World Health Organization (WHO) Director-General Tedros Adhanom Ghebreyesus said on Monday that as the organization is continuing to lead the R&D, more than 100 countries have joined the efforts to evaluate therapeutics for COVID-19.
A total of 1,200 patients have been randomized from the first five countries, he said at a virtual press conference from Geneva.
“This week, we expect that more than 600 hospitals will be ready to start enrolling patients. The faster we recruit patients, the faster we will get results,” Tedros said.
Welcoming the accelerated development and validation of tests to detect COVID-19 antibodies, the WHO chief said this will help the world to understand the extent of infection in the population.
He told reporters that WHO is providing technical, scientific and financial support for the rollout of sero-epidemiologic surveys across the world.
However, according to Tedros, while antibody tests are important for knowing who has been infected, tests that find the virus are a core tool for active case finding, diagnosis, isolation and treatment.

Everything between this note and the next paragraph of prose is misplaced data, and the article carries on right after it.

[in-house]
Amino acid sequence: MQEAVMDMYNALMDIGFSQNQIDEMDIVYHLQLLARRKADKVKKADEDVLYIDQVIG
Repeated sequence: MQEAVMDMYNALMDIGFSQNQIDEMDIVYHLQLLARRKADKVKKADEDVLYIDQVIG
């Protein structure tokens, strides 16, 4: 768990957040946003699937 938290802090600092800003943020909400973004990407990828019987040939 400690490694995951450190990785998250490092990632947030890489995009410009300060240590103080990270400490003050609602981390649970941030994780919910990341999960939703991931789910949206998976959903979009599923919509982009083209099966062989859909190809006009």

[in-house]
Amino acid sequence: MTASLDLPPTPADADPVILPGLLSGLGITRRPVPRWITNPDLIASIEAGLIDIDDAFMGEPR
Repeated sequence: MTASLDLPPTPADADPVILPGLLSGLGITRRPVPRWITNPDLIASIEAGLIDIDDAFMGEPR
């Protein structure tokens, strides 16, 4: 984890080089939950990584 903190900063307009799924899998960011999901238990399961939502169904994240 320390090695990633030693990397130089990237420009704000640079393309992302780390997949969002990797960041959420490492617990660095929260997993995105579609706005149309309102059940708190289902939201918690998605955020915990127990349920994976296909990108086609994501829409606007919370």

“One of WHO’s priorities is to work with partners to increase the production and equitable distribution of diagnostics to the countries that need them most,” he added.
To achieve that, he said, WHO has worked with FIND, the Foundation for Innovative New Diagnostics, and the Clinton Health Access Initiative, to identify and validate five tests that can be manufactured in large quantities.
“Working together with the Global Fund, UNICEF (United Nations Children’s Fund) and Unitaid, we have now placed orders for 30 million tests over the next four months,” he said. Enditem